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Sharing Some of My Fridge Magnets

May 9, 2012

I think a lot.  More than one person in my life has told me I think too much.  I am also a voracious reader.  Gathering from both, I tend to collect ideas like some people collect fridge magnets.  A lot of those ideas just rattle around in my head, some for years and years.  But ever so often a few of them get spit out like balls out of a lottery drum.  Some of the winners get to be featured in my writing.  Much of that writing never sees the light of day; it just passes from my memory to my laptop’s memory.  But occasionally I select something to reveal to the world.

After a bit of a drought, during which everything I wrote I deemed unsuitable for publication, it seems like several arresting ideas have been popping up every day. That said, I am going to post a series on my blog sharing some of the things I have been thinking about God, about Christianity and about my life in Haiti.  I believe that these thoughts have a clear connection to my heart.  They are about finding my way.


I find that some people get so far into their heads when thinking about God that they lose contact with their hearts.  This, I think, is a serious mistake.  It is the heart that apprehends God.  I am obviously not one who would suggest we should not use our brains.  But having ideas about God, no matter how profound, is a far, far distance from knowing and experiencing Him.  Those are heart things.


I have shared with a few of my close friends the difficulty of maintaining a Christian witness in Haiti.  I explained that aspects of the culture have a way of getting under my skin, leading me to behave in some very unchristian ways.  I find myself resentful of being targeted by those who would use me, cheat me, lie to me, steal from me.  More times than I like to admit, my resentments have caused me to treat people in ways of which I am not proud.

A comment from a blog I read has caused me to repent, to think about things differently.  Perhaps it will help.


I “turn the other cheek” because I realize that what you do to me is because of your issues and not about me. I can have compassion for you knowing that I need not burden myself with revenge, judgment, or anger for actions that have nothing to do with me.


Labels drive me crazy.  Here in Haiti, being white elicits all kinds of preconceptions, most centered on money.  Most identify any white person as American, and that brings up everything they associate with that designation.  When I emphatically point out I am indeed Canadian, there is usually an instant and very obvious shift to another set of assumptions.  The slightest bit of digging reveals that many of these have nothing to do with who I am.

Which leads me to my growing aversion to using the self-descriptor “Christian”.  It comes loaded with so much baggage.  The mere mention of the word causes so many stereotypical thoughts and images to come rushing to people’s minds, most of them wrong and unhelpful.  When I identify myself as a Christian to a “non-believer” (a label that suggests the person believes in nothing), it is likely that I am about to be heading down the road toward explaining that I am “not that kind of Christian”.  Telling another believer that I am a Christian will likely lead to questions as to what kind of Christian I am. This is important to those who seem intent upon showing that their particular branch of Christianity is the only one that has the Christian message right.  Christians don’t agree on who’s a Christian and who’s not.  Within some congregations people even express doubts about each other.  Perhaps Christian is a label that has too much meaning and, at the same time, too little meaning.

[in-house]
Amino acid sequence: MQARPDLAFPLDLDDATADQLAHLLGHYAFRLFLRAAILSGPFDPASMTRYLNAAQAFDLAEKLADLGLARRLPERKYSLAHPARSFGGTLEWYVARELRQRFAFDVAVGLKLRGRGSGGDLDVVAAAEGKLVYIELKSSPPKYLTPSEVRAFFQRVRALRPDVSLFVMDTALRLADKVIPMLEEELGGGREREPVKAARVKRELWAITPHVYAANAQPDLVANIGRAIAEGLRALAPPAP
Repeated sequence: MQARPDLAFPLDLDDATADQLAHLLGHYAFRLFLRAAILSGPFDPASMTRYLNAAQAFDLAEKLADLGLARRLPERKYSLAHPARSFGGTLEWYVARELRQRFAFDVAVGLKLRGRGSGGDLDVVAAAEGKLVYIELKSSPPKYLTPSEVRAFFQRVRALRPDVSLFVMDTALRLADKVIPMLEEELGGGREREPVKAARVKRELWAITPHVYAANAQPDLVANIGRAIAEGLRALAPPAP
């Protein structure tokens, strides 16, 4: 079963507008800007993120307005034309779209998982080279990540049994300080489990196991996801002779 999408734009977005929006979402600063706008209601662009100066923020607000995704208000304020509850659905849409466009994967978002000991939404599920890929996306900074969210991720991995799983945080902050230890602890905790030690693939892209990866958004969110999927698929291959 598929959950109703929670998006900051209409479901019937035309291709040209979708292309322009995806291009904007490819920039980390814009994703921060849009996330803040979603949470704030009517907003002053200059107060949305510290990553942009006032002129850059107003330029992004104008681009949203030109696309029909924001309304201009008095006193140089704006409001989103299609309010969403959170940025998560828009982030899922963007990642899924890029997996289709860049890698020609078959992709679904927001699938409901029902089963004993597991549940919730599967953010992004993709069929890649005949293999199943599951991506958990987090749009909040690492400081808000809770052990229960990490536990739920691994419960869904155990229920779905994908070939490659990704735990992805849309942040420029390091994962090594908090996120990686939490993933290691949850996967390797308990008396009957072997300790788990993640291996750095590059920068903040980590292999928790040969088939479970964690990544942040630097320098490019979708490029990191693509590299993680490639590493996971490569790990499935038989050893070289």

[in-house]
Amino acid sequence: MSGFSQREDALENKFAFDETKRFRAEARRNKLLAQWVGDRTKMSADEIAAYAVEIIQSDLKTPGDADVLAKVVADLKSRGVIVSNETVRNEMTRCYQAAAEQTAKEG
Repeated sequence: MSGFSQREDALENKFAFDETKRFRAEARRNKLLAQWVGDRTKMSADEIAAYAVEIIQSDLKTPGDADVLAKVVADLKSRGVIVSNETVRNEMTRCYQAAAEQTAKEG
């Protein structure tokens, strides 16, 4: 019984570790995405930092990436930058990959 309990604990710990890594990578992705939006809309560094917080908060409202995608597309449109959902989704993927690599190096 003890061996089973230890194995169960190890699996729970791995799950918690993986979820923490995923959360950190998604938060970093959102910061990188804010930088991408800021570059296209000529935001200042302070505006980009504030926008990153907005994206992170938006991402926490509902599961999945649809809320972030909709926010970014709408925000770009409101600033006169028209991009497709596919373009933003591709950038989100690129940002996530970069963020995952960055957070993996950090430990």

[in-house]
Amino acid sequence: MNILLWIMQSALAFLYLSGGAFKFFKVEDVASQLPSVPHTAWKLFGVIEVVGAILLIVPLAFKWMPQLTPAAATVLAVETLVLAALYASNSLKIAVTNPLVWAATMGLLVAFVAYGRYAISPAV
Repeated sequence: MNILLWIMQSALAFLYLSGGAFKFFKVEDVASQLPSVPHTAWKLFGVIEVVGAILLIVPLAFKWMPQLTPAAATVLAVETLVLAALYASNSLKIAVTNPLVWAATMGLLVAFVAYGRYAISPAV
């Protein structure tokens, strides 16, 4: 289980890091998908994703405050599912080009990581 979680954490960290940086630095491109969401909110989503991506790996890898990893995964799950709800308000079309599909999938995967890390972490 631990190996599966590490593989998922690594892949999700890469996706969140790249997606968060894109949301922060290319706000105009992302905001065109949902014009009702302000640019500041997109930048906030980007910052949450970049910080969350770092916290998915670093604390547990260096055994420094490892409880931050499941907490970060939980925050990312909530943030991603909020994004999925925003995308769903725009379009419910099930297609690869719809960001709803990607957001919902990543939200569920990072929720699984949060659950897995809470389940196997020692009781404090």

I realized long ago that the more convinced I am that I am “right,” the more likely it is that I will behave like a jerk to anyone who does not share my convictions.  The surer I am about my beliefs the more likely it is that I will feel justified in being a jerk.  Perhaps I will even feel obligated to be one.

And I’ve noticed I am not alone in this.


I read a little story that I think has a profound message.  The author relates a childhood experience.  He was playing near his home and heard a girl singing “Jesus Loves Me.”  He went to see who it was, as he thought she had to be from his church because that was a song he had learned there.  But to his surprise, he didn’t know her.  Suddenly he was hit by the realization that in churches other than his own people sang “Jesus Loves Me.”  He couldn’t figure out how these people could know the song if they didn’t attend his church.  “It was MY song.  OUR song.  Owned by my church.

But apparently, we didn’t.  Others knew it and sang it.”


I ask myself, “When you read the gospel message are you amazed by it?  Are you staggered by the unthinkable, that the infinite, eternal God of the universe broke into our world to be one of us?  Are you overwhelmed with gratitude that Jesus, He who was without sin, gave Himself in the name of love for you, to save you, something that is foolish apart from faith?  Are you astonished that the Son of God dares you to be His disciple?  Do you stand in wonder that He offers to live within you, to give you a new heart?”  Perhaps I take the words of the gospel a little too lightly.


I think perhaps the Christian life simply involves being a man or a woman, and allowing Christ, not the world, to define that.  It is when my true self is revealed that the crucified Christ is glorified.


Enough for today.

If you’re a person who prays, pray for me as I stumble along my path, trying to follow the One who has called me.  If you are not, I’ll be happy just to know that you thought what I wrote worth reading.

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